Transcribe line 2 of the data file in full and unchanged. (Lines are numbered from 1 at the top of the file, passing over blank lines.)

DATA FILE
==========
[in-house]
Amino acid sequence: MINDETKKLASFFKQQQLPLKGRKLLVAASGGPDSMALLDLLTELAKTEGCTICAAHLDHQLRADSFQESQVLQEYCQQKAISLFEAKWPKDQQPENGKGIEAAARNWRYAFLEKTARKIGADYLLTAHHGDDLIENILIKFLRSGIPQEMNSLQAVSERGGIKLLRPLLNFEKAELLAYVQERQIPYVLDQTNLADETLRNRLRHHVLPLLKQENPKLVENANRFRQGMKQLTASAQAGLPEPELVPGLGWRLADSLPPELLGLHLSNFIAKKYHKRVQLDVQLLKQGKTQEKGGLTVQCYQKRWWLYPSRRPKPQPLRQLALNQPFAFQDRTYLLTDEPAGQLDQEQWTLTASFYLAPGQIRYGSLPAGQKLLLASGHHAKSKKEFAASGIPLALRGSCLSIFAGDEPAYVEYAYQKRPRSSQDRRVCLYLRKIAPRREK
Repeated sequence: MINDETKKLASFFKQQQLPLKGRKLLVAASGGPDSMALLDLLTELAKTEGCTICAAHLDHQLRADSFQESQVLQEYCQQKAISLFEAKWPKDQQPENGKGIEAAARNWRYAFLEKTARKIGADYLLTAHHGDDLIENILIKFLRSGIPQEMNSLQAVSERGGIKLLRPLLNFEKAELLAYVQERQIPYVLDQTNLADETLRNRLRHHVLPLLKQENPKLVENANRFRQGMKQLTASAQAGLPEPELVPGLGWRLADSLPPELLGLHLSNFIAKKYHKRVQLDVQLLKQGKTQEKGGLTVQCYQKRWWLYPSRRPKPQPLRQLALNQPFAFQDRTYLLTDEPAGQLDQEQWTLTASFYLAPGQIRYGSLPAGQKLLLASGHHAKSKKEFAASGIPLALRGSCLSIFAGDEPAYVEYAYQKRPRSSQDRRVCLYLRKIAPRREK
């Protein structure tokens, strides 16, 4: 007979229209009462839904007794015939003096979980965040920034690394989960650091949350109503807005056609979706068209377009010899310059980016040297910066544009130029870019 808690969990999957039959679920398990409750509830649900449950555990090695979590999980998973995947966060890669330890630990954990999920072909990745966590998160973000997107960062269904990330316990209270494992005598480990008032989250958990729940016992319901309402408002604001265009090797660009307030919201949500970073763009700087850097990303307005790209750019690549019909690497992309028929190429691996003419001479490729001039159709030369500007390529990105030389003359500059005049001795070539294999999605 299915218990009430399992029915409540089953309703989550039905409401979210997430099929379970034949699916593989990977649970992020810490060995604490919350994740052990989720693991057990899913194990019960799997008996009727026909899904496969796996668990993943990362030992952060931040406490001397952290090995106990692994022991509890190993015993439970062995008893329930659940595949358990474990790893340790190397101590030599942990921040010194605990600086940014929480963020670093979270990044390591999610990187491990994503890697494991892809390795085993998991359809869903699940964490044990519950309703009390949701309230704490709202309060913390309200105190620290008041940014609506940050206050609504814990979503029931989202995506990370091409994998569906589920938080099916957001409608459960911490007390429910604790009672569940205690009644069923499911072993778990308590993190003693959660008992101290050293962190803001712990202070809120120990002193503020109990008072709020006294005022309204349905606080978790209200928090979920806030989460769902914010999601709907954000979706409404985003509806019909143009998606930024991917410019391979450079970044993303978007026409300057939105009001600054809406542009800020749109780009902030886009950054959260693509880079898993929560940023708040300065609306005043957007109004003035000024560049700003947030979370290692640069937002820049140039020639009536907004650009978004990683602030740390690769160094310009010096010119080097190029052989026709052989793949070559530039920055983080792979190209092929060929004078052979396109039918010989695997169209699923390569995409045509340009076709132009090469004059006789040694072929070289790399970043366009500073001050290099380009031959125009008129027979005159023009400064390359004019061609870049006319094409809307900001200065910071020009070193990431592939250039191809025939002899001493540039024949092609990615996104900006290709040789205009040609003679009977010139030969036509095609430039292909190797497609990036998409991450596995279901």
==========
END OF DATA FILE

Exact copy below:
Amino acid sequence: MINDETKKLASFFKQQQLPLKGRKLLVAASGGPDSMALLDLLTELAKTEGCTICAAHLDHQLRADSFQESQVLQEYCQQKAISLFEAKWPKDQQPENGKGIEAAARNWRYAFLEKTARKIGADYLLTAHHGDDLIENILIKFLRSGIPQEMNSLQAVSERGGIKLLRPLLNFEKAELLAYVQERQIPYVLDQTNLADETLRNRLRHHVLPLLKQENPKLVENANRFRQGMKQLTASAQAGLPEPELVPGLGWRLADSLPPELLGLHLSNFIAKKYHKRVQLDVQLLKQGKTQEKGGLTVQCYQKRWWLYPSRRPKPQPLRQLALNQPFAFQDRTYLLTDEPAGQLDQEQWTLTASFYLAPGQIRYGSLPAGQKLLLASGHHAKSKKEFAASGIPLALRGSCLSIFAGDEPAYVEYAYQKRPRSSQDRRVCLYLRKIAPRREK